Rex E. Lee

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Rex Lee
Rex Lee-large.jpg
President of Brigham Young University
In office
July 1, 1989 – December 31, 1995
Preceded byJeffrey R. Holland
Succeeded byMerrill J. Bateman
37th Solicitor General of the United States
In office
August 1981 – June 1, 1985
PresidentRonald Reagan
Preceded byWade H. McCree
Succeeded byCharles Fried
United States Assistant Attorney General for the Civil Division
In office
PresidentGerald Ford
Preceded byCarla Anderson Hills
Succeeded byBarbara A. Babcock
Dean of the J. Reuben Clark Law School
In office
October 1971 – August 1981
Preceded byPosition established
Succeeded byCarl S. Hawkins
Personal details
Rex Edwin Lee

(1935-02-27)February 27, 1935
St. Johns, Arizona, U.S.
DiedMarch 11, 1996(1996-03-11) (aged 61)
Provo, Utah, U.S.
Political partyRepublican
Spouse(s)Janet Griffin
Children7 (including Mike and Thomas)
EducationBrigham Young University (B.A.)
University of Chicago (J.D.)

Rex Edwin Lee (February 27, 1935 – March 11, 1996) was an American lawyer, law clerk for former U.S. Supreme Court Justice Byron White, and the United States Solicitor General during the Reagan administration. He argued 59 cases before the U.S. Supreme Court. A member of The Church of Jesus Christ of Latter-day Saints (LDS Church), Lee was an alumnus and the tenth president of Brigham Young University (BYU). Lee was a first cousin of politicians Mo Udall and Stewart Udall.

Early life and education[edit]

Lee was born in St. Johns, Arizona, the son of Mabel (née Whiting) and Rex E. Lee.[1] He served a mission for the LDS Church in the Mexican Mission. He first met his future wife, Janet Griffin (whose father was the Treasury Attaché of the US Embassy in Mexico City), while he was in Mexico. When Lee returned from his mission and enrolled at BYU, he again became acquainted with Janet and they got married the following year.[2]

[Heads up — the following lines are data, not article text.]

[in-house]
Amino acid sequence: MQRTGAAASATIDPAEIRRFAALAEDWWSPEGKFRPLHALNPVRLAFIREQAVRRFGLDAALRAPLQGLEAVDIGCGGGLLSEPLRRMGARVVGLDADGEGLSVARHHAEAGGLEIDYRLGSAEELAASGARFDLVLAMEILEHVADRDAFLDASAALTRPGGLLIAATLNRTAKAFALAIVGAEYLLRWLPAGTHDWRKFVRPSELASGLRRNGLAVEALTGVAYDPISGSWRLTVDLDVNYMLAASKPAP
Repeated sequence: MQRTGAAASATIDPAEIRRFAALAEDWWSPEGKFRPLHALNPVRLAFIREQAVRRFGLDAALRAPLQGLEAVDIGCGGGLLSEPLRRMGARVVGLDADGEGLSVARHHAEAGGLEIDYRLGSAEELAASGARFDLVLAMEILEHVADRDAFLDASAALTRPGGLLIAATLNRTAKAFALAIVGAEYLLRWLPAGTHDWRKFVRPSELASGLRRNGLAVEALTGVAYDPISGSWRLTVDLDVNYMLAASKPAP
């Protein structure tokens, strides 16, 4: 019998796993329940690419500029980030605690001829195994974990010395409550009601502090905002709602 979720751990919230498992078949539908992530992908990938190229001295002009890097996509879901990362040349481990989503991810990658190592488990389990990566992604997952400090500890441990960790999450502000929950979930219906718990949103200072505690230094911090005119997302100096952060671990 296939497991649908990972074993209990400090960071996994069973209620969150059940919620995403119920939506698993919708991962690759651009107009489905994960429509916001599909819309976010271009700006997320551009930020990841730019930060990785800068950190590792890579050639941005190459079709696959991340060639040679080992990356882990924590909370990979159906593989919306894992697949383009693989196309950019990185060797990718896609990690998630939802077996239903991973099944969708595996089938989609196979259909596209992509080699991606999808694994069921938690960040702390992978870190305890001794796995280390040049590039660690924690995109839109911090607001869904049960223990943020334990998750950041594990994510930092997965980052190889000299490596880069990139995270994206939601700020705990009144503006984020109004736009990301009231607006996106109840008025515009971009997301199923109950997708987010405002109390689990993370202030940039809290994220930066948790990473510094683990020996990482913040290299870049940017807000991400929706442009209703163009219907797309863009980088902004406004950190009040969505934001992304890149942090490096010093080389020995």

During his undergraduate years at BYU, Lee was elected student-body president.[3] After completing his undergraduate work at BYU, he obtained a J.D. degree and graduated first in his class from the University of Chicago Law School in 1963.[4] From law school he went to Washington, DC, to serve as a law clerk for Byron White, an Associate Justice of the U.S. Supreme Court.

Early legal career and academia[edit]

Following his clerkship at the U.S. Supreme Court, Lee returned to his home state of Arizona, and became a partner in the Phoenix law firm of Jennings, Strouss & Salmon. Within four years of graduating from law school (and before he had taken a deposition in any lower court civil proceeding) Lee argued his first case before the U.S. Supreme Court.[citation needed]

In 1972, Lee left his public legal career to become the founding dean of Brigham Young University J. Reuben Clark Law School and is considered personally responsible for recruiting many members of its charter class.[5][6]

Supreme Court advocate and scholar[edit]

Lee entered public service, first at the invitation of Attorney General Edward H. Levi as an Assistant Attorney General in charge of the Civil Division in the United States Department of Justice from 1975–76,[7] and then as Solicitor General of the United States from 1981-85.

As Solicitor General, Lee had the opportunity to focus on the legal effort he enjoyed most: briefing and arguing cases before the U.S. Supreme Court. During his time as Solicitor General, Lee won 23 of the 30 cases he argued during Ronald Reagan's first presidential term.[8] At the time of his death, in a hospital bed, he was preparing to argue his 60th case before the Court.[5]

In addition, Lee built a reputation as a man committed to principle.[8]